After numerous incidents in which police violence against African-Americans raised a lot of questions, the subject was extensively studied by scientists. In a recent survey, they stated that African-American police officers shoot black citizens as often (if not more often) as their white colleagues. That conclusion was shared like wildfire. “Unfairly”, political scientists from Princeton University are now appalled.
“The conclusion of that research is simply indefensible on the basis of the available data,” says Dean Knox, a political scientist at Princeton University. “To defend such a claim, researchers should know how often white and black citizens come into contact with (colored) police officers,” he explains.
The second point of criticism: the scientists did not take into account the possible prejudices of African-American agents. They too may be more suspicious of colored citizens. “Thinking that only white people are prejudiced is nonsense,” says Phillip Atiba Goff, a psychologist at the American Center for Policing Equity.
Police violence against African-Americans
What did the researchers at Michigan State University and the University of Maryland do in their original study? They compiled a list of more than 900 fatal shootings in which the police officers took the initiative. They then requested information from the police departments about the ethnicity of the police officers involved in the shooting.
What turned out? Black minorities were most often shot by black police officers. “Logical,” said the researchers: agents may Patrol their own community more often, thus increasing the risk of deadly encounters.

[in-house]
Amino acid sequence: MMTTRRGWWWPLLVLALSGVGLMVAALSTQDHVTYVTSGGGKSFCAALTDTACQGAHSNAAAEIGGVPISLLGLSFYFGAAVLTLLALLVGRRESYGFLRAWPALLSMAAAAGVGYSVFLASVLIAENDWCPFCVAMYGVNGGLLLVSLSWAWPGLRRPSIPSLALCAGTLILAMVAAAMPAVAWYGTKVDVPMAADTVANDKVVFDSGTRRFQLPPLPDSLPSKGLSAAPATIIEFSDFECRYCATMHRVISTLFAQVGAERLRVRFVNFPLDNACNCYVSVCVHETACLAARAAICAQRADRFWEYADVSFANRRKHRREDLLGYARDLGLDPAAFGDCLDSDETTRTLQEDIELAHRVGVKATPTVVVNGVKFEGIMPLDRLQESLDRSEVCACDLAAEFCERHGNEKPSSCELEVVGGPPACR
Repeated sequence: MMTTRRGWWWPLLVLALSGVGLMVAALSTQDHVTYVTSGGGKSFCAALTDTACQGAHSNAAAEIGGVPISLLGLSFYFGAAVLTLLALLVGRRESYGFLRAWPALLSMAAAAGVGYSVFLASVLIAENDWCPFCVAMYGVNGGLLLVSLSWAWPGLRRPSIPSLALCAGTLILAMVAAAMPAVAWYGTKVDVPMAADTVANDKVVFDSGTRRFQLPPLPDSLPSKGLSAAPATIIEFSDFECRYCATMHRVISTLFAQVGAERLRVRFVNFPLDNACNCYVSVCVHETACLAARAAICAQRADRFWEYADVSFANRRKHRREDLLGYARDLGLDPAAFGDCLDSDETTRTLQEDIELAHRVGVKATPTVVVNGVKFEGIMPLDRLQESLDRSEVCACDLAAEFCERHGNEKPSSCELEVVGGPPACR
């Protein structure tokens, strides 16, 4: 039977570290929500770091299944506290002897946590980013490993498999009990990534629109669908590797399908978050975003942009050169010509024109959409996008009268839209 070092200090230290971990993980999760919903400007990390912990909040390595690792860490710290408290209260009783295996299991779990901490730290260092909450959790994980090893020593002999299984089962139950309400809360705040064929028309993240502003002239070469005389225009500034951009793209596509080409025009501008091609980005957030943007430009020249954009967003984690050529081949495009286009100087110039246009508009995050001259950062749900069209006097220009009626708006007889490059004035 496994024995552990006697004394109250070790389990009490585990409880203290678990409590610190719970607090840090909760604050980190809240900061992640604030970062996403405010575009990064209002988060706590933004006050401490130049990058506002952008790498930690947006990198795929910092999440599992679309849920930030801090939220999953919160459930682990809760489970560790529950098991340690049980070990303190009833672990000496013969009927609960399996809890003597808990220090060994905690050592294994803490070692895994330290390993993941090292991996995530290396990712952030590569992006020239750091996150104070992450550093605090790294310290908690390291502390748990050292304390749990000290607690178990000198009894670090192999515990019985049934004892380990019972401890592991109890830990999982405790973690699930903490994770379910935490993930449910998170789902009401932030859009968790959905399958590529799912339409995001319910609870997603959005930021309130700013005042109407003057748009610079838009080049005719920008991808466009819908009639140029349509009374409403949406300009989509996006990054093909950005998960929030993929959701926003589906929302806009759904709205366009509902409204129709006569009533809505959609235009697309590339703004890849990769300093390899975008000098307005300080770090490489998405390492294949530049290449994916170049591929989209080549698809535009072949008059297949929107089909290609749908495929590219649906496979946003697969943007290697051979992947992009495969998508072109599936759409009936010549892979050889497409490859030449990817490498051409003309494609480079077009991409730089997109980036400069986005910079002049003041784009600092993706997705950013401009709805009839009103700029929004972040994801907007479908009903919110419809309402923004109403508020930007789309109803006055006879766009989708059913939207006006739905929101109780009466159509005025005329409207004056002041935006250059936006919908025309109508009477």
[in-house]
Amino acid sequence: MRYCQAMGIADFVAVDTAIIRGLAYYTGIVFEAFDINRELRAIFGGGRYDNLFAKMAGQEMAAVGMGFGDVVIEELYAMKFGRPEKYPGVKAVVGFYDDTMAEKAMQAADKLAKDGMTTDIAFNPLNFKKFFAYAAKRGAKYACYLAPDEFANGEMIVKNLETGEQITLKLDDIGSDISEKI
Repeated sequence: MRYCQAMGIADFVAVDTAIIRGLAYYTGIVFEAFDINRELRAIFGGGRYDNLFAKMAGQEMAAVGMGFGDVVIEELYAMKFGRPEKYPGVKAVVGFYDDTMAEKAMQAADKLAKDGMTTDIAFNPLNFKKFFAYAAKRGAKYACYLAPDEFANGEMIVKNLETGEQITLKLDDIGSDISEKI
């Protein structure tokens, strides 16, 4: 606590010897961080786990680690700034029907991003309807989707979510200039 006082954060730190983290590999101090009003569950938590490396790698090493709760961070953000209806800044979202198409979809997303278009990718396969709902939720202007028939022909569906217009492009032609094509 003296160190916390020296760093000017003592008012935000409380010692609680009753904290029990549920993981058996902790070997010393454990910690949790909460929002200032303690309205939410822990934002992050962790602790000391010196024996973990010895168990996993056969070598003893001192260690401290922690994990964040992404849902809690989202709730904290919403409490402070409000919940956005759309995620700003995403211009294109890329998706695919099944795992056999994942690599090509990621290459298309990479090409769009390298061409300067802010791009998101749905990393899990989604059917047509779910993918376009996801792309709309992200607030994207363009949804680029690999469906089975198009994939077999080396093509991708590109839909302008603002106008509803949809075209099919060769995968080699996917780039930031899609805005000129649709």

The conclusion was published by the professional journal, ‘Proceedings of the National Academy of Sciences (PNAS)’, picked up by numerous American media and went around the country in no time. A lot of attention was paid to it because the position goes against everything the international ‘Black Lives Matter’ movement stands for. The movement protests against the police brutality against African-Americans, and especially the bias that would prevail among white police officers.
Dean Knox answers the conclusion of the researchers at Michigan State University and the University of Maryland with a thinking exercise. Suppose a black police officer meets 90 African-Americans and 10 white Americans, while a white officer meets the exact opposite (10 African-Americans and 90 white Americans). Both police officers shoot five black civilians and nine white civilians, which makes the statement of the investigation true: the chances of a white police officer shooting a black citizen are the same as the chances of an African-American officer shooting. “But,” says Knox, “the white officer actually shot 50 percent of the black civilians he met. The black officer shot only 10% of black civilians.”
Knox and colleagues submitted their criticism in the form of a paper to the professional journal, PNAS, but it was not published “on the basis of an editorial decision”.
In the meantime, however, the comment reached the University of Maryland research team. Author David Johnson replied in advance that his team will publish an official response that takes into account the criticisms. “These are questions that we can easily answer with the data that we have,” said Johnson.